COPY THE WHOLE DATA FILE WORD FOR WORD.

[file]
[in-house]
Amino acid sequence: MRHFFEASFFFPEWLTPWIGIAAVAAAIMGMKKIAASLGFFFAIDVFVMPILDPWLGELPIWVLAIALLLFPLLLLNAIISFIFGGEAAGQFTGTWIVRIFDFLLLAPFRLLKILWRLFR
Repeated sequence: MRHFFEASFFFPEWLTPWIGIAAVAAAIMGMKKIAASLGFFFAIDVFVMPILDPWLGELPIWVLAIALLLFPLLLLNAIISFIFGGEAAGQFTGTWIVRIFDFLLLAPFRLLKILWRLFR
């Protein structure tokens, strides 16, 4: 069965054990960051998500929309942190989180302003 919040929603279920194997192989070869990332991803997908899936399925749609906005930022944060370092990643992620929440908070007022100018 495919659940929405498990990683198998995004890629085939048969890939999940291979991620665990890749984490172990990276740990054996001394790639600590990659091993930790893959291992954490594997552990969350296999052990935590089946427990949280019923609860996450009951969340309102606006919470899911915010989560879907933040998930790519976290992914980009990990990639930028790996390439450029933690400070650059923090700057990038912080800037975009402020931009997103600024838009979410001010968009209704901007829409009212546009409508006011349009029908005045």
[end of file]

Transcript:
[in-house]
Amino acid sequence: MRHFFEASFFFPEWLTPWIGIAAVAAAIMGMKKIAASLGFFFAIDVFVMPILDPWLGELPIWVLAIALLLFPLLLLNAIISFIFGGEAAGQFTGTWIVRIFDFLLLAPFRLLKILWRLFR
Repeated sequence: MRHFFEASFFFPEWLTPWIGIAAVAAAIMGMKKIAASLGFFFAIDVFVMPILDPWLGELPIWVLAIALLLFPLLLLNAIISFIFGGEAAGQFTGTWIVRIFDFLLLAPFRLLKILWRLFR
């Protein structure tokens, strides 16, 4: 069965054990960051998500929309942190989180302003 919040929603279920194997192989070869990332991803997908899936399925749609906005930022944060370092990643992620929440908070007022100018 495919659940929405498990990683198998995004890629085939048969890939999940291979991620665990890749984490172990990276740990054996001394790639600590990659091993930790893959291992954490594997552990969350296999052990935590089946427990949280019923609860996450009951969340309102606006919470899911915010989560879907933040998930790519976290992914980009990990990639930028790996390439450029933690400070650059923090700057990038912080800037975009402020931009997103600024838009979410001010968009209704901007829409009212546009409508006011349009029908005045």